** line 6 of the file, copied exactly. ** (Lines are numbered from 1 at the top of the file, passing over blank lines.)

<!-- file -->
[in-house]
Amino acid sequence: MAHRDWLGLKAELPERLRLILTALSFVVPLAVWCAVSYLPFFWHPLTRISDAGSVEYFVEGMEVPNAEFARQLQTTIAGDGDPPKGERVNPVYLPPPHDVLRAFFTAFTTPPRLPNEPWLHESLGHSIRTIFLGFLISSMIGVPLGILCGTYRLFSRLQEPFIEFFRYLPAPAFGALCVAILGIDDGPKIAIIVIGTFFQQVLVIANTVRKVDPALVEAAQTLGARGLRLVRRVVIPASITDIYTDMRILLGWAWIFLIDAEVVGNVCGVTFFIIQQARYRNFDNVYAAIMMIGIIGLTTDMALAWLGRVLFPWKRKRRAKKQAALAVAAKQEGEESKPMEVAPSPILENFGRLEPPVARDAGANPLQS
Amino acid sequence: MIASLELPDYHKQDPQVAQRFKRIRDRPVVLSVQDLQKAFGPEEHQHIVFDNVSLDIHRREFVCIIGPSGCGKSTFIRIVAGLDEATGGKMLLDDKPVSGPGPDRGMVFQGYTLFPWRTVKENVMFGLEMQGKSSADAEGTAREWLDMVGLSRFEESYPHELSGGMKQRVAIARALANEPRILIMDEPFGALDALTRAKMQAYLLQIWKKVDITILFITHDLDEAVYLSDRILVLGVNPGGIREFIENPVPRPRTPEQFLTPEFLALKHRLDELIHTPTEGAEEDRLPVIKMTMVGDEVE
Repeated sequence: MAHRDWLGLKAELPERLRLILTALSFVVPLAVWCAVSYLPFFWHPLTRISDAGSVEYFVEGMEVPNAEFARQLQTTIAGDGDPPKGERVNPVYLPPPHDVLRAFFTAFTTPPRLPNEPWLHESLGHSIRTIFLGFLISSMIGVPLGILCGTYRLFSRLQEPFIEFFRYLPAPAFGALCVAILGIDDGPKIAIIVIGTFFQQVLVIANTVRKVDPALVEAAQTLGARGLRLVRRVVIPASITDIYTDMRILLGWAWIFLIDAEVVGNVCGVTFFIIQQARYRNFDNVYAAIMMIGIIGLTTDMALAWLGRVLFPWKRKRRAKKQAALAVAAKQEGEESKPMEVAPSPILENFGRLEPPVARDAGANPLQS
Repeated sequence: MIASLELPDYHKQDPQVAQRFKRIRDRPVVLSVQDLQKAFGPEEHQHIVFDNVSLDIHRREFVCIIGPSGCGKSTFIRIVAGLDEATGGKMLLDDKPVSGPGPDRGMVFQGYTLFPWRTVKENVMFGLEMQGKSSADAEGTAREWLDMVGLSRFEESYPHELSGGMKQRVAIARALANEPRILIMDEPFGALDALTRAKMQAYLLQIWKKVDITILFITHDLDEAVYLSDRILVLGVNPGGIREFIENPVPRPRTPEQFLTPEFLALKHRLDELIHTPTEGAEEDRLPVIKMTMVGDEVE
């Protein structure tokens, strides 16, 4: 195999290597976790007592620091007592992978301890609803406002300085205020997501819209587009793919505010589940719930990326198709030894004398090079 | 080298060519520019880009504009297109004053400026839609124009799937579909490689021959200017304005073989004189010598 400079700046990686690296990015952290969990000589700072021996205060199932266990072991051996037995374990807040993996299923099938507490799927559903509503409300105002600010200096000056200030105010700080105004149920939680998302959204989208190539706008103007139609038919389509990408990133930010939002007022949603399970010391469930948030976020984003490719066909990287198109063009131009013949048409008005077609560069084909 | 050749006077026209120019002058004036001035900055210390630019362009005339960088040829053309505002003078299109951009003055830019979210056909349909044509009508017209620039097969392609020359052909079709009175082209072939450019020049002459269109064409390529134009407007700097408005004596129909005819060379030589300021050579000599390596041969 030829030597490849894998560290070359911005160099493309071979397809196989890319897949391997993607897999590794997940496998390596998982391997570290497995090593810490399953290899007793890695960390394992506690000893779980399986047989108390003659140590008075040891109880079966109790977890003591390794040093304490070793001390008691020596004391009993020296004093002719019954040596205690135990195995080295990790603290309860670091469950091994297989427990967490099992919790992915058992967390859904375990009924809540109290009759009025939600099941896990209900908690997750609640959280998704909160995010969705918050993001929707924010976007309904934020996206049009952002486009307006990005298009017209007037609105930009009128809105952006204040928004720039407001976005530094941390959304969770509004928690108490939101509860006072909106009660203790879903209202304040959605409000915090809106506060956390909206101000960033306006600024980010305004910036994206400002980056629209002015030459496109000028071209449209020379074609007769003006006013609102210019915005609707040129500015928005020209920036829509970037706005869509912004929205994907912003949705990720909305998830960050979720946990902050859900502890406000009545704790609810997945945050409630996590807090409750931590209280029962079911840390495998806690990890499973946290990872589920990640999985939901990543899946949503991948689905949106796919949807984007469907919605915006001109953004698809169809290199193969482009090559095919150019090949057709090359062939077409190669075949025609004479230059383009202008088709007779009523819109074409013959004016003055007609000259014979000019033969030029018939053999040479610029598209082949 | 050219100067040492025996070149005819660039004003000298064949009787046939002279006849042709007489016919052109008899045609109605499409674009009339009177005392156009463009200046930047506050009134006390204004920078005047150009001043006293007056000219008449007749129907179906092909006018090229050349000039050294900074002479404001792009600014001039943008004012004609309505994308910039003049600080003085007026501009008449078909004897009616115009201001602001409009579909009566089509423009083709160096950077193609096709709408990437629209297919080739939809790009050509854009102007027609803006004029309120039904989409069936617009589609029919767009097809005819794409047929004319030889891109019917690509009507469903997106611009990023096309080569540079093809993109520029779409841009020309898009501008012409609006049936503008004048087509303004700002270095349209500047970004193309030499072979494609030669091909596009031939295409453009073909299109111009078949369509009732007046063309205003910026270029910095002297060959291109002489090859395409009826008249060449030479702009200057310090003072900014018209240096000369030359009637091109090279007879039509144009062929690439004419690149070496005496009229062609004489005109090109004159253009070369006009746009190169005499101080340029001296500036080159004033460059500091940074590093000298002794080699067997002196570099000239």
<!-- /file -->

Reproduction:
């Protein structure tokens, strides 16, 4: 195999290597976790007592620091007592992978301890609803406002300085205020997501819209587009793919505010589940719930990326198709030894004398090079 | 080298060519520019880009504009297109004053400026839609124009799937579909490689021959200017304005073989004189010598 400079700046990686690296990015952290969990000589700072021996205060199932266990072991051996037995374990807040993996299923099938507490799927559903509503409300105002600010200096000056200030105010700080105004149920939680998302959204989208190539706008103007139609038919389509990408990133930010939002007022949603399970010391469930948030976020984003490719066909990287198109063009131009013949048409008005077609560069084909 | 050749006077026209120019002058004036001035900055210390630019362009005339960088040829053309505002003078299109951009003055830019979210056909349909044509009508017209620039097969392609020359052909079709009175082209072939450019020049002459269109064409390529134009407007700097408005004596129909005819060379030589300021050579000599390596041969 030829030597490849894998560290070359911005160099493309071979397809196989890319897949391997993607897999590794997940496998390596998982391997570290497995090593810490399953290899007793890695960390394992506690000893779980399986047989108390003659140590008075040891109880079966109790977890003591390794040093304490070793001390008691020596004391009993020296004093002719019954040596205690135990195995080295990790603290309860670091469950091994297989427990967490099992919790992915058992967390859904375990009924809540109290009759009025939600099941896990209900908690997750609640959280998704909160995010969705918050993001929707924010976007309904934020996206049009952002486009307006990005298009017209007037609105930009009128809105952006204040928004720039407001976005530094941390959304969770509004928690108490939101509860006072909106009660203790879903209202304040959605409000915090809106506060956390909206101000960033306006600024980010305004910036994206400002980056629209002015030459496109000028071209449209020379074609007769003006006013609102210019915005609707040129500015928005020209920036829509970037706005869509912004929205994907912003949705990720909305998830960050979720946990902050859900502890406000009545704790609810997945945050409630996590807090409750931590209280029962079911840390495998806690990890499973946290990872589920990640999985939901990543899946949503991948689905949106796919949807984007469907919605915006001109953004698809169809290199193969482009090559095919150019090949057709090359062939077409190669075949025609004479230059383009202008088709007779009523819109074409013959004016003055007609000259014979000019033969030029018939053999040479610029598209082949 | 050219100067040492025996070149005819660039004003000298064949009787046939002279006849042709007489016919052109008899045609109605499409674009009339009177005392156009463009200046930047506050009134006390204004920078005047150009001043006293007056000219008449007749129907179906092909006018090229050349000039050294900074002479404001792009600014001039943008004012004609309505994308910039003049600080003085007026501009008449078909004897009616115009201001602001409009579909009566089509423009083709160096950077193609096709709408990437629209297919080739939809790009050509854009102007027609803006004029309120039904989409069936617009589609029919767009097809005819794409047929004319030889891109019917690509009507469903997106611009990023096309080569540079093809993109520029779409841009020309898009501008012409609006049936503008004048087509303004700002270095349209500047970004193309030499072979494609030669091909596009031939295409453009073909299109111009078949369509009732007046063309205003910026270029910095002297060959291109002489090859395409009826008249060449030479702009200057310090003072900014018209240096000369030359009637091109090279007879039509144009062929690439004419690149070496005496009229062609004489005109090109004159253009070369006009746009190169005499101080340029001296500036080159004033460059500091940074590093000298002794080699067997002196570099000239």